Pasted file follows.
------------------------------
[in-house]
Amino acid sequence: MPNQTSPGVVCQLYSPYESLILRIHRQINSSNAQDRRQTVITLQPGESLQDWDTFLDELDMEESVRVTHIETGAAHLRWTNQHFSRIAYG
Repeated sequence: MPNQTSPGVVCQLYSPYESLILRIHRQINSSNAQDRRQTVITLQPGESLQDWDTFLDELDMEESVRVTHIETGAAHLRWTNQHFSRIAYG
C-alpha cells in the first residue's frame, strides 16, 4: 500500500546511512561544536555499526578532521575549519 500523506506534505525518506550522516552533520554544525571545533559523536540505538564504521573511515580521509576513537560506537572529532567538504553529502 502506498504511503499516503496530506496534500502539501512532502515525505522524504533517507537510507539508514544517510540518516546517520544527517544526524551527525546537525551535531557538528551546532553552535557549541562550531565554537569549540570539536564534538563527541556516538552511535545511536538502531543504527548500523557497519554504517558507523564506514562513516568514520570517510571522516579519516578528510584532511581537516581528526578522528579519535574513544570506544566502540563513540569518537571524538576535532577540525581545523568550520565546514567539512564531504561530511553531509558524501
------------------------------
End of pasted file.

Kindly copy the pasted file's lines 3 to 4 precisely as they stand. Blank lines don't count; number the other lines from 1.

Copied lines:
Repeated sequence: MPNQTSPGVVCQLYSPYESLILRIHRQINSSNAQDRRQTVITLQPGESLQDWDTFLDELDMEESVRVTHIETGAAHLRWTNQHFSRIAYG
C-alpha cells in the first residue's frame, strides 16, 4: 500500500546511512561544536555499526578532521575549519 500523506506534505525518506550522516552533520554544525571545533559523536540505538564504521573511515580521509576513537560506537572529532567538504553529502 502506498504511503499516503496530506496534500502539501512532502515525505522524504533517507537510507539508514544517510540518516546517520544527517544526524551527525546537525551535531557538528551546532553552535557549541562550531565554537569549540570539536564534538563527541556516538552511535545511536538502531543504527548500523557497519554504517558507523564506514562513516568514520570517510571522516579519516578528510584532511581537516581528526578522528579519535574513544570506544566502540563513540569518537571524538576535532577540525581545523568550520565546514567539512564531504561530511553531509558524501